Nepal | October 01, 2020

Rebuilding rural Nepal Lessons for improvement

Dipendra Gautam
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Integration of vernacular technology and incorporation of justified components within such construction should be accomplished before deployment of reconstruction efforts

rebuildThe Gorkha seismic sequence started with the strong 7.8 Richter scale magnitude earthquake followed by aftershocks of 6.7 and 7.3 magnitudes have caused severe damage amounting to much more than 400 billion Nepalese rupees. About 95 per cent of the buildings damaged are concentrated in the countryside of central Nepal and adjacent areas. However, dialogues regarding rural reconstruction are overshadowed by something else. As the monsoon has bid farewell already, the weather extremity could hit hard during winter in the high hills of central Nepal. Immediate interventions are needed in terms of re-framing the rural reconstruction modules and thereafter activities. Rural Nepal seldom accentuates the sophisticated technologies, rather their resolution is no more than the vernacular technologies to be adopted for rebuilding their shelters. In lieu of modern and uneconomic reconstruction, rural Nepal needs vernacular earthquake resistant technologies for cost-effective rebuilding processes. With the aim of reassuring the vernacular construction technologies engrossed by local materials and masons, a team of experts demonstrated a vernacular rural house within five days in Mankhu of Dhading district.

The house was constructed implementing gabion bands, which is an innovative technology so as to assure safety of houses during earthquakes and lessening the damage in terms of structural as well as non-structural failure. Careful selection of clay in the neighborhood and using local craftsmanship and stones available from the knocked down rubble were used for reconstructing a house of a Dalit family in Dhading. The house was constructed along with a chimney installed within it so as to improve the health of rural woman. Moreover, it was observed that a few of the houses within the neighborhood had chimneys installed in houses. An integrated reconstruction aspect was deployed for construction of the house with a small budget using local craftsmanship, masons and resources.

The didactic lessons from the 2015 Gorkha earthquake was carefully considered like prohibiting organic clay, assuring homogeneity of walls and proper connection between the stones used for constructing a wall. A low cost housing technology in vernacular flavor was thus successfully constructed and handed over within five days. In this process, six masons were also trained about gabion band technology and other earthquake resistant construction technologies using native low cost resources as well.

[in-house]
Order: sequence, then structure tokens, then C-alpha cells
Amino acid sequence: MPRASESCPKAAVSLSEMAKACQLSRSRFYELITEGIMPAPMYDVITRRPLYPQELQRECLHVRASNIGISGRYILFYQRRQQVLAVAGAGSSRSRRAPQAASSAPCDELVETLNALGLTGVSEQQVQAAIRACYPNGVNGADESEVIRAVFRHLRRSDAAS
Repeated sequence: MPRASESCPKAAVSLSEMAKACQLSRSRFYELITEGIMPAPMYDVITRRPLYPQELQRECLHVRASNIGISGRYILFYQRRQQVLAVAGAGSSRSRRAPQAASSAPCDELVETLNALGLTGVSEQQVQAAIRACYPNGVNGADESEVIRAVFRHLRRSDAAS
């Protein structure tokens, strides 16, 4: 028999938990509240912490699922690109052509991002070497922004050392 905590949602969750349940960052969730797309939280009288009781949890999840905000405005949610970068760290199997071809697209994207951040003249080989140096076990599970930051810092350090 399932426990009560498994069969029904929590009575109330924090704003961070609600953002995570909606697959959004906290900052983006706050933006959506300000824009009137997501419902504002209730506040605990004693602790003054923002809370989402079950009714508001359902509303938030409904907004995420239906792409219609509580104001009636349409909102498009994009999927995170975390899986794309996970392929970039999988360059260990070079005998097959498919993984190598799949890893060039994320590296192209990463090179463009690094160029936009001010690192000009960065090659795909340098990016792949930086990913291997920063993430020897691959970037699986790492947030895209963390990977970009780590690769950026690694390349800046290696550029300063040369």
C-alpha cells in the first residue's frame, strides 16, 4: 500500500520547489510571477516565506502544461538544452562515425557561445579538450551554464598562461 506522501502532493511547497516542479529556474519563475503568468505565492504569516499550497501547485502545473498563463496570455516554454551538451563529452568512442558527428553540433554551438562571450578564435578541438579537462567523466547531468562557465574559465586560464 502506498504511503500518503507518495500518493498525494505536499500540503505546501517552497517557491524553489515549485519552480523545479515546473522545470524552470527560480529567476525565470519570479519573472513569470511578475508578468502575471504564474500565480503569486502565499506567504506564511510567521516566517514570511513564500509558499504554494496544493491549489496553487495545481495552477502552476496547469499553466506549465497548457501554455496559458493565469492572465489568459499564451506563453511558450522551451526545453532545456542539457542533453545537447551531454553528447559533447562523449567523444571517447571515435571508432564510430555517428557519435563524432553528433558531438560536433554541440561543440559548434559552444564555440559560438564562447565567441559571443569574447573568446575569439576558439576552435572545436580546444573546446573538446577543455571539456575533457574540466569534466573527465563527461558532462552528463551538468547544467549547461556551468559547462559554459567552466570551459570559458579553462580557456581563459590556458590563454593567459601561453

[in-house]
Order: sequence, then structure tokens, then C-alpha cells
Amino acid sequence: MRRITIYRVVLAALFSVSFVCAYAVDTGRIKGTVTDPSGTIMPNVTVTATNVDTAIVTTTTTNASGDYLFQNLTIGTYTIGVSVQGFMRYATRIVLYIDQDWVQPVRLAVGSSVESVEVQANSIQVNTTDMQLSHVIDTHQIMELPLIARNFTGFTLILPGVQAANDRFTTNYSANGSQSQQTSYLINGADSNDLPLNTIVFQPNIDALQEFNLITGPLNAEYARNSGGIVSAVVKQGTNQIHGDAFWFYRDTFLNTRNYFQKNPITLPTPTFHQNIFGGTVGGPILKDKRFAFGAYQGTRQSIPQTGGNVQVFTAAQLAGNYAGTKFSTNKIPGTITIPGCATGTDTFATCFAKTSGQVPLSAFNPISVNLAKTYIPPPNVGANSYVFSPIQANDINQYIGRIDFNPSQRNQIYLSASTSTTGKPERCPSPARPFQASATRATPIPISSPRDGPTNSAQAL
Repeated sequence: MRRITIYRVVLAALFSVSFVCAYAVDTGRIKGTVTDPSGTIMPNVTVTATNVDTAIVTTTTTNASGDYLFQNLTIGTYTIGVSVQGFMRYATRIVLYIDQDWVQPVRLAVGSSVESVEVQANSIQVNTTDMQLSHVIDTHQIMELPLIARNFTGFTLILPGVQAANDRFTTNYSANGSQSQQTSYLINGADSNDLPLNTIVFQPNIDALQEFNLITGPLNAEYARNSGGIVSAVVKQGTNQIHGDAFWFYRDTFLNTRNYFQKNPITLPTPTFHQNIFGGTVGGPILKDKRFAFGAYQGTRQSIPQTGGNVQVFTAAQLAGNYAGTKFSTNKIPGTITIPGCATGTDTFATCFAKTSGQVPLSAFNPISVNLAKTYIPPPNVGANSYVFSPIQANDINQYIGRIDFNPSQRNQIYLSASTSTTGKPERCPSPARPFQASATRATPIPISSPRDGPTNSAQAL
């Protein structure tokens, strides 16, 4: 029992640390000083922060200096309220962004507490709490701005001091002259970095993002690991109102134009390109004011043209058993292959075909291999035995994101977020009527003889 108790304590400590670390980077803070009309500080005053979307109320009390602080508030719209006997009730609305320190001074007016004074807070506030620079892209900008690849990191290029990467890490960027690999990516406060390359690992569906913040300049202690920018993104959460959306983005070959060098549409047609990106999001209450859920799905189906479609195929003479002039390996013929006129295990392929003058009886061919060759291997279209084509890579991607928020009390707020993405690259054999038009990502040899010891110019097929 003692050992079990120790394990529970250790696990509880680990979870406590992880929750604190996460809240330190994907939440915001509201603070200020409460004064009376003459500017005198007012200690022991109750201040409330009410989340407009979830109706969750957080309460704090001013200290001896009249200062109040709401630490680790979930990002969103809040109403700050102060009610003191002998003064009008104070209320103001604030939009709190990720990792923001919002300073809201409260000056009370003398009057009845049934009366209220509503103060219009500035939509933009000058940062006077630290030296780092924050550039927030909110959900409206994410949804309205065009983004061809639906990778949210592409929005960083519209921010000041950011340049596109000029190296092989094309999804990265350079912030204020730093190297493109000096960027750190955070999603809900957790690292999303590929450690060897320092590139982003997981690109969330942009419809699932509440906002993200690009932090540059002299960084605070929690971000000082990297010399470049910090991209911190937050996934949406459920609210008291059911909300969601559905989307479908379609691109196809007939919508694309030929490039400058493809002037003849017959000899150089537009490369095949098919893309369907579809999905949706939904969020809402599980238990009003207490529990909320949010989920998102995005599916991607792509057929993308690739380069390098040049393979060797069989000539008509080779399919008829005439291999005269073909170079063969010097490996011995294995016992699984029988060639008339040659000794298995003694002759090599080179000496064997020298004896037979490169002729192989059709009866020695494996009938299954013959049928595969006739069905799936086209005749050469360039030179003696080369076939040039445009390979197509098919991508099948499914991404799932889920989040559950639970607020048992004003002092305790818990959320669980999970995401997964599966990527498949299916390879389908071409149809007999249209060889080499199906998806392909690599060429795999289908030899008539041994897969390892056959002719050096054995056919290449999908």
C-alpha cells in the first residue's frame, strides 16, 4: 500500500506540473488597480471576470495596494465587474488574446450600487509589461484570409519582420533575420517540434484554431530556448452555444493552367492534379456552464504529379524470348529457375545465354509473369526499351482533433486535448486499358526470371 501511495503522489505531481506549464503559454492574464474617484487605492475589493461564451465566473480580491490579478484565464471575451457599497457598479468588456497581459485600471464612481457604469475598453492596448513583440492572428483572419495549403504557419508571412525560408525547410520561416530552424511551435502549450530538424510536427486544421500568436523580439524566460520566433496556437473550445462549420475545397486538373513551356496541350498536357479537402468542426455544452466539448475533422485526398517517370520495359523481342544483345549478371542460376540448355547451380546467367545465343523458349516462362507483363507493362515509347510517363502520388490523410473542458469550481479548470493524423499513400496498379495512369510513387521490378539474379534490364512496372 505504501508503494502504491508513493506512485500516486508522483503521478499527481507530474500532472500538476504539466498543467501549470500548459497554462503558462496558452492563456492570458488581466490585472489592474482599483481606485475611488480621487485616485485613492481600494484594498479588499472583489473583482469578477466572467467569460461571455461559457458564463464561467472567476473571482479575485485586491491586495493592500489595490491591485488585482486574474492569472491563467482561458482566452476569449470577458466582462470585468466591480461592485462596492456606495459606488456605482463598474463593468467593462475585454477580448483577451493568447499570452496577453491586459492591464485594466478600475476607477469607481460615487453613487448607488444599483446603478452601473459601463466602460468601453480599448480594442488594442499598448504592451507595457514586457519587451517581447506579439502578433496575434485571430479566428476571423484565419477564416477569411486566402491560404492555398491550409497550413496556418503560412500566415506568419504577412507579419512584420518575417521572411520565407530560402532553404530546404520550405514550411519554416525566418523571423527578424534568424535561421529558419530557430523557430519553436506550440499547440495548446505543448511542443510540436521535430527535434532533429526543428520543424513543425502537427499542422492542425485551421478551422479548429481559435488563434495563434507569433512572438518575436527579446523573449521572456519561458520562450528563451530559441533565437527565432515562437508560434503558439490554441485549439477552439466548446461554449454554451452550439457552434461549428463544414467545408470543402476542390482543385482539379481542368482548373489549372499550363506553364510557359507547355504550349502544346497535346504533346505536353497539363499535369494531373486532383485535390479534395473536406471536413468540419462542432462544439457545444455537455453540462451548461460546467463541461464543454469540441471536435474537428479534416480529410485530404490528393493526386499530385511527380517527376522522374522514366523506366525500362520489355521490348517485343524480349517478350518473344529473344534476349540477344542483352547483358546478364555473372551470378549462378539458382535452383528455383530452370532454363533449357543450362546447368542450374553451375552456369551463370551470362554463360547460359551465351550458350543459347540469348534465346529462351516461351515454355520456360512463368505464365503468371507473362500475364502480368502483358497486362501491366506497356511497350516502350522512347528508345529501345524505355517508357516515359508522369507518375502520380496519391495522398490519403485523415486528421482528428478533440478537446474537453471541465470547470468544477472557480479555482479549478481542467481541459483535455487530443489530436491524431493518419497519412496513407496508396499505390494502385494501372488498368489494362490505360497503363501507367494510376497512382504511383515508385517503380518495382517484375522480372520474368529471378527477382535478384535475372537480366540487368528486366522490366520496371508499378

Tracking back the vernacular aspects of rural Nepal for comfort and compliance is a must for future reconstruction. In such practices pondering over the modernized sophistication doesn’t assure comfort and low cost. For instance, Barpak village will be awesomely adorned if we are again reconstructing the houses in a traditional fashion assuring seismic safety components. Engrossing the vernacular technology in terms of capacity building of local workmanship and indigenous skills are direly needed in Nepal to perform large scale reconstruction works, making all those efficacious with assurance of safety in future events. Still people flaunt their local technologies of construction. Surely their good aspects are to be endorsed and somehow rectified. However, such technologies are nevertheless sufficient for assuring seismic safety in rural Nepal.

So, integration of vernacular technology and incorporation of justified components within such construction should be accomplished before deployment of reconstruction efforts. Rather than stockpiling the stones without any other earthquake resistant features, gabion bands could be the ideal solutions.

Small amount of timber and proper selection of building form along with the vernacular sense may turn the performance paradigm without altering the vernacular flavor. The precepts of timber engendering the rest of the materials and majestically standing in most of the damaged houses have tales to deflect the attention towards any other ‘foolish’ techniques. However reinforcement of all those grandfather-led technologies are direly needed and somehow, it has been done through gabion construction practices in remote areas.

Unlike gabions, frugal conscience could be instrumental if we are able to use timbers from community forests in rural Nepal. However, although the earlier practice should be guided by outnumbering plantation in the vicinity before chopping down a single tree, reconstruction can’t accelerate undermining environmental issues and sacrificing the ecosystem either. We haven’t brainstormed in reconstruction and still budgetary allocations have to go through stringent policies and practices of the bureaucracy. The paralyzed National Reconstruction Authority (NRA) should do everything possible with regard to rural reconstruction. Discussions should not be seemingly broader, rather all the trysts are to be overshadowed by expert and innovative ideas because we can’t afford prodigal solutions and going towards frugality is the only way left. Corruption in terms of technology transfer, budget malfunction and fabrication with voluminous reports without assurance of proper safety are visible challenges. However, in every step, challenges would ooze out and rule out the construction works.

The writer is an engineer

A version of this article appears in print on November 20, 2015 of The Himalayan Times.

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